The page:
it is a very good one and there is a little resistance, say (we put the resistor in so we
can see it, but it is supposed to be small). Now we would like to ﬁnd out: How
much does the voltage across the inductance ﬂuctuate? Answer: We know that
%L12 is the “kinetic energy”——the energy associated with a coil in a resonant circuit
(Chapter 25). Therefore the mean value of %L12 is equal to §kT—that tells us what
the rms current is and we can ﬁnd out what the rms voltage is from the rms current.
For if we want the voltage across the inductance the formula is 171, = iwLI: and
the mean absolute square voltage on the inductance is (Vi) = L2w3 I2), and
putting in %L(I2) = %kT, we obtain (V%) = LwﬁkT. (41.2) So now we can design circuits and tell when we are going to get what is called
Johnson noise, the noise associated with thermal ﬂuetuations! 41—2 Where do the ﬂuctuations come from this time? They come again from the
resistor—they come from the fact that the electrons in the resistor are jiggling
around because they are in thermal equilibrium with the matter in the resistor, and
they make ﬂuctuations in the density of electrons. They thus make tiny electric
ﬁelds which drive the resonant circuit. Electrical engineers represent the answer in another way. Physically, the
resistor is effectively the source of noise. However, we may replace the real circuit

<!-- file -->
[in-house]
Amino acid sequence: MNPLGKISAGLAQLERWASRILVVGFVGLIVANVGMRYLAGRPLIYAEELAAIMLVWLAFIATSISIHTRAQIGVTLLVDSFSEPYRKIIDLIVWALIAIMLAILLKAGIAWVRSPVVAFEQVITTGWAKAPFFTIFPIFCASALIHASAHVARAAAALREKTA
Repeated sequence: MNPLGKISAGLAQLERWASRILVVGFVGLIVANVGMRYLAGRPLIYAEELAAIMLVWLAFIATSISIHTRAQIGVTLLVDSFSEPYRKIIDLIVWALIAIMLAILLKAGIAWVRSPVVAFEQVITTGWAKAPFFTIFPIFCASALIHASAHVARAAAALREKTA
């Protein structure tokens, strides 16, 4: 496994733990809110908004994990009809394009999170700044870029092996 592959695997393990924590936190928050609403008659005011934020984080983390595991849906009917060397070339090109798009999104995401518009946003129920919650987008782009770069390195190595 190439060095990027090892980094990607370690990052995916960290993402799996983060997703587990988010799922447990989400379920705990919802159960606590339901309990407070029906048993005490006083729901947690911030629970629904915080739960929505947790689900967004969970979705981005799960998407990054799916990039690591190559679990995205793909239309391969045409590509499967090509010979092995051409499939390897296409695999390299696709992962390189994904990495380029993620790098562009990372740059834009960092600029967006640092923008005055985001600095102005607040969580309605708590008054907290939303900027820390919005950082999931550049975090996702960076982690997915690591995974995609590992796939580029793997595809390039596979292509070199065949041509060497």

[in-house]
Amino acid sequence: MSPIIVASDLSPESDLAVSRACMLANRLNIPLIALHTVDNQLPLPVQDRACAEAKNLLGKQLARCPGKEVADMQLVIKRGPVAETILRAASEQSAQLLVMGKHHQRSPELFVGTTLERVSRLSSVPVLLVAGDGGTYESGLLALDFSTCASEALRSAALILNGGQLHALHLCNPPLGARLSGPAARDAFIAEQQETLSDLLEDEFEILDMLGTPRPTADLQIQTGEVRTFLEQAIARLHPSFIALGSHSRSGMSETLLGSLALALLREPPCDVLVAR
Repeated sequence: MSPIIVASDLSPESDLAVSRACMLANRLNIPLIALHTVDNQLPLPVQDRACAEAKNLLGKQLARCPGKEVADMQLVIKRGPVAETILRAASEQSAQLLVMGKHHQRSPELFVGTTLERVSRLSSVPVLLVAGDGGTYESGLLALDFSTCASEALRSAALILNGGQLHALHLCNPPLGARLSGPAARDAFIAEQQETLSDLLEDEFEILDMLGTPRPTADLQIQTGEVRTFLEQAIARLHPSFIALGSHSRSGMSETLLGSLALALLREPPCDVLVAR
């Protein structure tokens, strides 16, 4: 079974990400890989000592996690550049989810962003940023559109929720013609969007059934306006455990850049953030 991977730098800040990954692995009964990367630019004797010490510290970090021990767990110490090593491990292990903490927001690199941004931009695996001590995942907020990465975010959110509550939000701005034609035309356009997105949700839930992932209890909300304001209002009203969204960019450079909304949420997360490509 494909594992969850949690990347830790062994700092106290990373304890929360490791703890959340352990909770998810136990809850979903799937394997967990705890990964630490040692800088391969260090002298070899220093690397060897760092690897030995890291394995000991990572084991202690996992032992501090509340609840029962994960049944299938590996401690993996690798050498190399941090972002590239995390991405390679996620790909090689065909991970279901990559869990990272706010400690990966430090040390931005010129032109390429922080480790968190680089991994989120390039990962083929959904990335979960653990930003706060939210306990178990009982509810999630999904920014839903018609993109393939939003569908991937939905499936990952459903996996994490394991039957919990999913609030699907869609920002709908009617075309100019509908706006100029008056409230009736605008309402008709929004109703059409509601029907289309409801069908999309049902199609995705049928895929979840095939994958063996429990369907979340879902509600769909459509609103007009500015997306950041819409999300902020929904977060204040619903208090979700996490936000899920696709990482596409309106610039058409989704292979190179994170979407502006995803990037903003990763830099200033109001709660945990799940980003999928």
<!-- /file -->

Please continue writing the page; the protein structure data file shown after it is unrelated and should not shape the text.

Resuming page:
having an honest, true physical resistor which is making noise, by an artiﬁcial
circuit which contains a little generator that is going to represent the noise, and
now the resistor is otherwise ideal—no noise comes from it. All the noise is in
the artiﬁcial generator. And so if we knew the characteristics of the noise generated
by a resistor, if we had the formula for that, then we could calculate what the circuit
is going to do in response to that noise. So, we need a formula for the noise
ﬂuctuations. Now the noise that is generated by the resistor is at all frequencies,
since the resistor by itself is not resonant. Of course the resonant circuit only
“listens” to the part that is near the right frequency, but the resistor has many
different frequencies in it. We may describe how strong the generator is, as follows:
The mean power that the resistor would absorb if it were connected directly across
the noise generator would be (E2)/R, if E were the voltage from the generator.
But we would like to know in more detail how much power there is at every fre
quency. There is very little power in any one frequency; it is a distribution. Let
P(w) dw be the power that the generator would deliver in the frequency range dw
into the very same resistor. Then we can prove (we shall prove it for another case,